(From "Melody Maker", August 1972)

In the twenty years since the folk revival blossomed it has initiated its own folklore, based largely on various outstanding figures who have helped determine its course. Much of the aura surrounding these characters has been built up by word of mouth until they influence the imaginations of people who never had any direct contact with them.

The chances are that Derroll Adams reached your attention in this way. Since he left Britain his name has attracted a small mythology prompted by Alex Campbell's stories of international busking.

When he sang at the Cambridge Festival recently it was the first time he had been to England for four years, although a couple of Scottish tours arranged by Alex and Patsy Campbell did account for rare visits north of the border. Cambridge made it plain that Derroll has changed remarkably from the man who—according to one story—was evicted from the country chiefly because he had grossly offended the Mayor of Manchester during a performance-in that city. Having suffered from alcoholism and spent some time in an Antwerp hospital recovering he now drinks orange juice. The only obscenity that has a part in his act is the obscenity of war which forms the subject of one song he sings—"Portland Town".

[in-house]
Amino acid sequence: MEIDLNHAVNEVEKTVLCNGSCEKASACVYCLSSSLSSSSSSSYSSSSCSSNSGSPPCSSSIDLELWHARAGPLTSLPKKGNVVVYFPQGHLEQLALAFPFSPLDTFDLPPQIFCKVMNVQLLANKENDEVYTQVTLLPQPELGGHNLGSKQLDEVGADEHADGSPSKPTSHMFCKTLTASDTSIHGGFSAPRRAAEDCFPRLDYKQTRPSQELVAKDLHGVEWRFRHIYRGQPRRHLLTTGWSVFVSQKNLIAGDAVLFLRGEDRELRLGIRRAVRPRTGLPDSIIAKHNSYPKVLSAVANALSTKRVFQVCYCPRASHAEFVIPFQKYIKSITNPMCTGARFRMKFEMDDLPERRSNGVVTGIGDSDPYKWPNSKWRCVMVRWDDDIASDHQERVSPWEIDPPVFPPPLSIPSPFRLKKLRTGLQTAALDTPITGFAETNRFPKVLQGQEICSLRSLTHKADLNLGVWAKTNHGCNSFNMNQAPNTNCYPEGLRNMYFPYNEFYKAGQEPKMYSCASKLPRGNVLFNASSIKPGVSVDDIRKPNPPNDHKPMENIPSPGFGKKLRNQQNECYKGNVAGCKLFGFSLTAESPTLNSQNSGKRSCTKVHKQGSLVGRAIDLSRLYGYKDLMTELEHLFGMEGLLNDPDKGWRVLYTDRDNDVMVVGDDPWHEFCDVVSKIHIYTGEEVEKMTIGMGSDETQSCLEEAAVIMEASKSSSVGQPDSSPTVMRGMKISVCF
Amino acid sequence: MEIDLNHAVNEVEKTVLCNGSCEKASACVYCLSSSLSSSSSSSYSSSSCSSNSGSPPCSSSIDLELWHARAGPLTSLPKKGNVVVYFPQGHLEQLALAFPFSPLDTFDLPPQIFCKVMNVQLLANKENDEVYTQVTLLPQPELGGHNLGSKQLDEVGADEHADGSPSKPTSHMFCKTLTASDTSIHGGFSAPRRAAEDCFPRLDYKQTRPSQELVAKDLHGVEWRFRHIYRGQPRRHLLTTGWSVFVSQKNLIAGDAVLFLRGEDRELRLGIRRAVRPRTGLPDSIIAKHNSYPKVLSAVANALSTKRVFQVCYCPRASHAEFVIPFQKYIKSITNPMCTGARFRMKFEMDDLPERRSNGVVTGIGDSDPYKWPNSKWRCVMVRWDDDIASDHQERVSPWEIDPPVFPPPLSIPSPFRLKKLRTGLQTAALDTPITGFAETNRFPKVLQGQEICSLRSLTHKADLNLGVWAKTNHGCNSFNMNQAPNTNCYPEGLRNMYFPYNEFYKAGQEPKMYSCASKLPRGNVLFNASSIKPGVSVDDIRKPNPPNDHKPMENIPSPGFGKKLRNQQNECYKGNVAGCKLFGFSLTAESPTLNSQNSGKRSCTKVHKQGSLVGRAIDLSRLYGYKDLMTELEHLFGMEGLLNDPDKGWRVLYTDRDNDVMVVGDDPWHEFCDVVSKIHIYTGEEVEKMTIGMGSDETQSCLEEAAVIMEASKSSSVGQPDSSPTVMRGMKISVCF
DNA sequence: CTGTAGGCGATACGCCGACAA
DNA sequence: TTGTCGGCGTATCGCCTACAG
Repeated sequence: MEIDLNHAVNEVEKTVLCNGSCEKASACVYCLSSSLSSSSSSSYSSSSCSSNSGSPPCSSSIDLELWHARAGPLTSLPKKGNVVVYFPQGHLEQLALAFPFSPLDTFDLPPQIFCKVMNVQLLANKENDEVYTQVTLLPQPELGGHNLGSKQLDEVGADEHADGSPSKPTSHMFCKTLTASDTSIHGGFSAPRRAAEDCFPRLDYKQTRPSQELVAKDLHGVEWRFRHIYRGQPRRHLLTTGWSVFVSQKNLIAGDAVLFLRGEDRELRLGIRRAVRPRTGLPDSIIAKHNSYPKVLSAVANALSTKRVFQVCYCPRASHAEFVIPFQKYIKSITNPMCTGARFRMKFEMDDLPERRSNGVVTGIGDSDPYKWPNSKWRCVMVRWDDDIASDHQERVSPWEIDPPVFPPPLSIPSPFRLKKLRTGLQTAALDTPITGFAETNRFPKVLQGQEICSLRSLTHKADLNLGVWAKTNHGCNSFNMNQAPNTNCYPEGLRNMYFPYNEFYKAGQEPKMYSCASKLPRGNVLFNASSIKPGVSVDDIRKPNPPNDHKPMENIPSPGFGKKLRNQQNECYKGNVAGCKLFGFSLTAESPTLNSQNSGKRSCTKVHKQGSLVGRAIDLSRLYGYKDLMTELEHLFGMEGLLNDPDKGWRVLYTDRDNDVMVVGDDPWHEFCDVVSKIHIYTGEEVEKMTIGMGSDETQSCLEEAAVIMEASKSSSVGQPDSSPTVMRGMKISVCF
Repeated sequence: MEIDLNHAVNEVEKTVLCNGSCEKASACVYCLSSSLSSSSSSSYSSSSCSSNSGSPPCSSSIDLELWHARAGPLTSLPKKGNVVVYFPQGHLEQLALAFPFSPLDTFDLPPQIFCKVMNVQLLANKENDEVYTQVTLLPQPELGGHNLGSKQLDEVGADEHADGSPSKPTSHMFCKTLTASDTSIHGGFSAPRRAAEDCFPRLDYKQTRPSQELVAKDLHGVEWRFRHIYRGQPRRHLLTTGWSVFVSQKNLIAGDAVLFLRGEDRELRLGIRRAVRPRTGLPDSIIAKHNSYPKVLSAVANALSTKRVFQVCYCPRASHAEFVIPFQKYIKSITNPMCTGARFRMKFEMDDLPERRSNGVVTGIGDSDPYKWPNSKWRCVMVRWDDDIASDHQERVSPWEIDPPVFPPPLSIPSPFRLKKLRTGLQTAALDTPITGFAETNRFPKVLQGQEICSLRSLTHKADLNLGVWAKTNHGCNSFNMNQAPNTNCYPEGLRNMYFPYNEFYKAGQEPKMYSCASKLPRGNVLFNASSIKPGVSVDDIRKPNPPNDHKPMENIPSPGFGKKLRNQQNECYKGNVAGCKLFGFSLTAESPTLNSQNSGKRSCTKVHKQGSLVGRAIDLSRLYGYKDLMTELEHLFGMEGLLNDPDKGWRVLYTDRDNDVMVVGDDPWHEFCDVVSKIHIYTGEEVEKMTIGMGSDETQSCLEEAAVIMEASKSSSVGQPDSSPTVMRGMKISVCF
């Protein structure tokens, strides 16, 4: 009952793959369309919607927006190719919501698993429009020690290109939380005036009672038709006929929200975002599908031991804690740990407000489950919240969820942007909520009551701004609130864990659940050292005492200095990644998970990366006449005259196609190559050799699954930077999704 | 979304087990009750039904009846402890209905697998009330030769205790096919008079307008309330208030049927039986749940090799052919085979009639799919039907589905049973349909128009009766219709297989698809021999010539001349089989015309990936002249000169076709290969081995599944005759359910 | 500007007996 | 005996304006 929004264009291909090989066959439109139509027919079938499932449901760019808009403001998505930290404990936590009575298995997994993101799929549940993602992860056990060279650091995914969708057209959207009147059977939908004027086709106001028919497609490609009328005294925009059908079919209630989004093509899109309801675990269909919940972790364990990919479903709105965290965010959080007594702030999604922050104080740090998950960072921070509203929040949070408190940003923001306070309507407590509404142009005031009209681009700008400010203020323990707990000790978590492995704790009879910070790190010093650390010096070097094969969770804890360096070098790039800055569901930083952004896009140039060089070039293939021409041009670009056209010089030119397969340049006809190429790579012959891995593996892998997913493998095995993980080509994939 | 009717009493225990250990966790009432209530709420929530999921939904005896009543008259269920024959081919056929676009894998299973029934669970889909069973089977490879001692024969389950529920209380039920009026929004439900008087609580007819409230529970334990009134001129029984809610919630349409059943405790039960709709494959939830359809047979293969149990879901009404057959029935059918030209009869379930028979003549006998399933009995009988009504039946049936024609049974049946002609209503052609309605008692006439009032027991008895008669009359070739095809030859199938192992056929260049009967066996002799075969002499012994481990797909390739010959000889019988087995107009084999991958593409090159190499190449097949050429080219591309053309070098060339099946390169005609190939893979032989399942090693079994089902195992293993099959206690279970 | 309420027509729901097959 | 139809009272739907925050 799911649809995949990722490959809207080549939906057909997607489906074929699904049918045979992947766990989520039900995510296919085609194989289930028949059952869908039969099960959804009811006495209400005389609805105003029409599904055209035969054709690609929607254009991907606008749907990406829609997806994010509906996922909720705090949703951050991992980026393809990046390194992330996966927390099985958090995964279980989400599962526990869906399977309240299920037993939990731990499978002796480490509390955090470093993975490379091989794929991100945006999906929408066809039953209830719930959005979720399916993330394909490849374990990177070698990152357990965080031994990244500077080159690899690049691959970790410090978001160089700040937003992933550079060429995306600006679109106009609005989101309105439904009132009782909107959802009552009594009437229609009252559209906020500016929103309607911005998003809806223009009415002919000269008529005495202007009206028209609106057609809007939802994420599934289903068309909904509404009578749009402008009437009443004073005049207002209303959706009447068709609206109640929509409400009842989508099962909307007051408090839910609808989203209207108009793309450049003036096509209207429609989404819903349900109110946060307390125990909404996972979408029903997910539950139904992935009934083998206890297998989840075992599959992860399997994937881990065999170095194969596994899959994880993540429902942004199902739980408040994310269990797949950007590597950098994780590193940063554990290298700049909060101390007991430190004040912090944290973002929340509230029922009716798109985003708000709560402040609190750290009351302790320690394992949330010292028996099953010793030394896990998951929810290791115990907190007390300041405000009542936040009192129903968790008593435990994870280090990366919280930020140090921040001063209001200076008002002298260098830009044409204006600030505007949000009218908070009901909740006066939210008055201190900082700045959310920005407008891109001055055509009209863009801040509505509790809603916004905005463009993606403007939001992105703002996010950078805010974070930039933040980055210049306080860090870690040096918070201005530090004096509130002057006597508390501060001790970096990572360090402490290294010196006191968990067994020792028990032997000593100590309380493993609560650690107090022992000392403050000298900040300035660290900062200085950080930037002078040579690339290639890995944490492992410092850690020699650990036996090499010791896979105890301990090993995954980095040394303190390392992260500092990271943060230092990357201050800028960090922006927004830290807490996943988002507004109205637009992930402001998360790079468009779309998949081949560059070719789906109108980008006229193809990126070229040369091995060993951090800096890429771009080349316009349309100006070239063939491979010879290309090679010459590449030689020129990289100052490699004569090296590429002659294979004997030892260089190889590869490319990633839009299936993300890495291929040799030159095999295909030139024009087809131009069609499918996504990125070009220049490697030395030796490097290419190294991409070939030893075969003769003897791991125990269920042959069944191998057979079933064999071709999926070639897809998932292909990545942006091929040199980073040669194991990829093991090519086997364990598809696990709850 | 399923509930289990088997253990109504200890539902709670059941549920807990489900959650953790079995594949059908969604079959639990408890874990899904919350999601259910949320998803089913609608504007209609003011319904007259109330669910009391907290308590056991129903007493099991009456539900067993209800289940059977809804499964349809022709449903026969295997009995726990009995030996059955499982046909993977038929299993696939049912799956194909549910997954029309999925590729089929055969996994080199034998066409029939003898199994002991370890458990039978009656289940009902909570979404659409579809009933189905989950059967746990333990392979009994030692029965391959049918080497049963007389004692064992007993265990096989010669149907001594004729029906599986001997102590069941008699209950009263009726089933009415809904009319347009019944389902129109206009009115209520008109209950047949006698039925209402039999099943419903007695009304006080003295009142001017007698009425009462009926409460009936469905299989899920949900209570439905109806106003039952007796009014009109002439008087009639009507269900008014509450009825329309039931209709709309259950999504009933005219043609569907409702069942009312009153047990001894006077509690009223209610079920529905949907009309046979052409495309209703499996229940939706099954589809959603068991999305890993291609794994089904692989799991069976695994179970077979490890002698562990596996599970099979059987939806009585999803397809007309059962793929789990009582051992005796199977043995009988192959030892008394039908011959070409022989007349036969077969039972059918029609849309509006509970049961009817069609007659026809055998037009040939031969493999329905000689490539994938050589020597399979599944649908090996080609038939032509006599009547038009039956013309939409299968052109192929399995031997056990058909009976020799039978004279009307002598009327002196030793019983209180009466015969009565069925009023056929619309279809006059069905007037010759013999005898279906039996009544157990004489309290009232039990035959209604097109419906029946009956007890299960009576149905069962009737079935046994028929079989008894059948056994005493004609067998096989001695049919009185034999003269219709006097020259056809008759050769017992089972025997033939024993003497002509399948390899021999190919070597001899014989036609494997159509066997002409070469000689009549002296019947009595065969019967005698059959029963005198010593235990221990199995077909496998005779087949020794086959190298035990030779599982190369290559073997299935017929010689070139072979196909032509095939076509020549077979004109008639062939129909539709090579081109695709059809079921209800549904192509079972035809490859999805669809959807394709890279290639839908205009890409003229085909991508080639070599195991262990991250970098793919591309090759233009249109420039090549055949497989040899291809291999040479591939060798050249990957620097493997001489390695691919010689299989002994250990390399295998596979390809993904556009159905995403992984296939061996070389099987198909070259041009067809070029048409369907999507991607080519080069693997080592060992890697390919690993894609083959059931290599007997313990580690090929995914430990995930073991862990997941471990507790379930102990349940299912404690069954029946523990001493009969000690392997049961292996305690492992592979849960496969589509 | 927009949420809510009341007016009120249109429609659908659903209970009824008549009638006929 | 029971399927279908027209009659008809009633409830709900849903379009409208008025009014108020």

That also happens to be where he was born—Portland, Oregon; in 1928. His family moved around the country, and Derroll as never remember a time when music didn't play a part in his life, although it was mainly through radio in early days. Singers like the Carter Family affected him, and he started playing mandolin, then guitar and later still five string banjo.

"We moved a lot of the time", he recollected. "I lived in the back of the car and that's no lie. I've spent most of my time sleeping on the floor and that's no lie either".

“I’Il tell you something that's influenced me a lot is the freight train whistle. In all of my songs is the freight train whistle. The Japanese have a thing they call the spirit of loneliness and that's what's in the freight train whistle".

The banjo became Derroll's main instrument long before he came to Europe. He plays it with a quiet mountain subtlety that highlights the deadpan way he sings. "My banjo and me are really close. Like I can't sing without the banjo. My banjo as play without my voice though".

His style of picking has rare character. It's not surprising to learn from him that he's very concerned to emphasise the intricate tones that are lost when the instrument is played loudly. In combination with his singing and songs like "Pretty Polly" the effect seems at times almost fatalistic.

Derroll wasn't keen on the description. He had another way of looking at it. "There's a lot of humour in these songs. If I'm on a good evening then there will be a lot of laughter in that banjo. It's not a cynical laugh, it's more like a chuckle. Hardly any of them are how you would normally hear these songs. I change them to suit my own voice at this time."